I have this idea: it’s midnight and I am perfect. I am perfect because I am writing. Not writing perfect things, just writing. Because writing is not only what I love to do, the mental gesture of writing helps me figure out how to see and how to feel about the world around me. So, midnight + writing = perfection because I can see and feel everything clearly. Midnight is crisp and cold but smells like fire. There are no stars.
This might make some people think I’m a person who needs to control every aspect of my life, that clarity brings certainty and certainty brings control—or at least happy feelings of security. I don’t think it does. When you write something, you have one idea that you start with and then, as you write, it can turn into something completely different, and that is seriously awesome. Control and clarity are not about bending reality to my ideals but about opening myself up to whatever happens.
I don’t have a routine. For writing or anything else. Maybe breathing and waking up at nearly the same time every day and immediately making the bed afterward could be considered a routine. I have a day job. And I can pay my bills. I am theoretically “happy” but not because my idea of perfection exists here in the real world. It does not. I can’t stay up past midnight anymore. But I want to.
I want to translate the things I see on the outside of my brain into my own words. I feel sort of like I imagine how a shark feels when it tries to touch something. It doesn’t have fingers, so it has to use its mouth. Sometimes the shark touches something soft and squishy that turns out to be food (which I would be like, OMG food! This is amazing!), and sometimes the shark touches something that is not food but is equally soft and squishy—or something hard that hurts its teeth. That’s what writing feels like for me, trying to touch something with my mouth and not knowing what it is until I touch it.
I want to be the type of person who, when they sit down to write, they actually write, they don’t stare at the page thinking, “If I get this wrong the world will explode.” If I get this one line wrong, or this one sentence wrong, the whole thing will be ruined. But I am a rational human being and I know that one line will not wreck a poem because there does, in this world, exist the mighty sword of revision.
Maybe my doubt monster just needs a hug. And more coffee. Someone to say, “You’re going to get through this; it’s going to be okay.”
Sharks aren’t afraid to touch things, though. I don’t think they care if they hurt their teeth. But I do. So I have trouble writing sometimes. But the poems do come out eventually, so I’m cool with not writing every day and not having a routine. I’m slightly less cool with being scared, but I deal with it.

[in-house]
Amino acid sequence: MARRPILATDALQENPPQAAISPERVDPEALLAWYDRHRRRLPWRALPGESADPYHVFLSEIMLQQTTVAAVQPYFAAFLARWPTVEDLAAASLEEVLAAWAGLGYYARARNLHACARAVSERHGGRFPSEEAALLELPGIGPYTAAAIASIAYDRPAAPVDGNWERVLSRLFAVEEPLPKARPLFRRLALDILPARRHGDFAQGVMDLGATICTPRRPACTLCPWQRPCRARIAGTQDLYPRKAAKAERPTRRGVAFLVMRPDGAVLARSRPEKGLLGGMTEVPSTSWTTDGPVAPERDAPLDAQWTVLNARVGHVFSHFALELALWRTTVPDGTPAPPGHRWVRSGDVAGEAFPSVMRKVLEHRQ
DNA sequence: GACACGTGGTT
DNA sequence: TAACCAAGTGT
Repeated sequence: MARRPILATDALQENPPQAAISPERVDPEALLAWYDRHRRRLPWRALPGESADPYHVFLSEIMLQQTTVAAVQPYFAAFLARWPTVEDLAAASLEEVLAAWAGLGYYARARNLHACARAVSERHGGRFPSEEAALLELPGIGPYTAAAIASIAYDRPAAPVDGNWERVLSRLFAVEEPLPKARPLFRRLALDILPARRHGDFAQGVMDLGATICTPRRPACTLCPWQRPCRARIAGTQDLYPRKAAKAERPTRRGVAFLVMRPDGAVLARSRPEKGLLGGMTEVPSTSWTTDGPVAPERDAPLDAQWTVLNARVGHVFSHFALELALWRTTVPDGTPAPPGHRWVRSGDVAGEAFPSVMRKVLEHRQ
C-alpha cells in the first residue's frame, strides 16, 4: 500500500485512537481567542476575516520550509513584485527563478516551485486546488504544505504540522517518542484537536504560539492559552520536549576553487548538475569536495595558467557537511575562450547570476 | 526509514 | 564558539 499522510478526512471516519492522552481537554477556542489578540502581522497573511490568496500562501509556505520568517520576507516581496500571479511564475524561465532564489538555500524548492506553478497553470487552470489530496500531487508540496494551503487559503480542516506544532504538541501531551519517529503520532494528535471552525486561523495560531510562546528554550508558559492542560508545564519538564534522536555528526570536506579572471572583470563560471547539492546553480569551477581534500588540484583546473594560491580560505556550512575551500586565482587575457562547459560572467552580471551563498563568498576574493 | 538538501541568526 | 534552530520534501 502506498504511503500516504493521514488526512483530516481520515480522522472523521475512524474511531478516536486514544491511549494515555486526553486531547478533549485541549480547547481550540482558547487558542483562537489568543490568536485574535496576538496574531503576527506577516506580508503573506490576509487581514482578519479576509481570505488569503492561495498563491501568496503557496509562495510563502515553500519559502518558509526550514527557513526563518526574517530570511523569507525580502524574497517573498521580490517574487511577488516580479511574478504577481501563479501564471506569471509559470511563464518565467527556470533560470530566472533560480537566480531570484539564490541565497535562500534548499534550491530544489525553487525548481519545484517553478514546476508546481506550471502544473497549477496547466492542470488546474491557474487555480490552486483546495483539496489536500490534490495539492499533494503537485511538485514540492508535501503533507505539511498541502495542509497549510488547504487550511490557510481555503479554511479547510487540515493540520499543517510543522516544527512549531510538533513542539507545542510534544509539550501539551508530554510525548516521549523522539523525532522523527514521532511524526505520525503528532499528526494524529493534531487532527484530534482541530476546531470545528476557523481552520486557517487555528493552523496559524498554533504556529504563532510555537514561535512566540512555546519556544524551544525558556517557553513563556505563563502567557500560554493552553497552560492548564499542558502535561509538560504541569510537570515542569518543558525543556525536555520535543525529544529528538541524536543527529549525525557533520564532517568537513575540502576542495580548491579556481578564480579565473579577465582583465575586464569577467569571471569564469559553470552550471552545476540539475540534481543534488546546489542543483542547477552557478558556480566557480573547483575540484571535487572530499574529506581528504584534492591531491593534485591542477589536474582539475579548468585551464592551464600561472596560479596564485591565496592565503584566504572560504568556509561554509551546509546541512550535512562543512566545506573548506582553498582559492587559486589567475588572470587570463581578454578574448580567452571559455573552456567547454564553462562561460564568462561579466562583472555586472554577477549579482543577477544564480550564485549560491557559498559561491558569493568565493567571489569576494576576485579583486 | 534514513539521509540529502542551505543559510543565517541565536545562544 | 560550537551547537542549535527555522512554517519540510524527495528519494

One of the most important life lessons I’ve learned is you need to run toward the things you are afraid of. When you want something and you’re afraid to go get it you need to go get it anyway. Even if what comes up scares you or you think it’s crap and no one will ever read it.
Sometimes I feel like I’ve forgotten how to start writing a poem. It’s obvious, of course, you put words where there were no words. I mean, you don’t suddenly forget how to eat. But it happens. Today I was driving home from work and I thought about how much I hate this girl back in my hometown, then I thought, “I want to write a poem about that.” Then I couldn’t figure out how or why it would even be important. I had a line, but there was no beginning and definitely no end.
Sometimes poems begin as wisps of one-liners swirling in my mind and grow into full-blown poem hurricanes before I know what’s going on. Other times, like today in the car, they don’t. I’m not sure why that is. Questions like, “What is poetry?” and “What is the muse/inspiration?” fascinate and irritate me because there are a multitude of answers, depending on who you talk to and what they think you want them to say.
I sometimes feel poems are like water flowing through my mouth and over my gills; it’s important for staying alive, but sometimes you just want to bite something, you know? When I feel like I’ve written a poem well, or written a poem that I like, I can read it and my brain says, “This is food.”
Poetry is one of those things that I think no one will ever completely understand because I think no one really understands humanity or why creative expression does what it does to people. One of my teachers, Lynda Barry, said (and I’m paraphrasing), "Art/creativity/play is like your immune system, you need to express yourself in order to survive."
So, there you go, writers. Just keep swimming. Go out and eat something. Don’t die.
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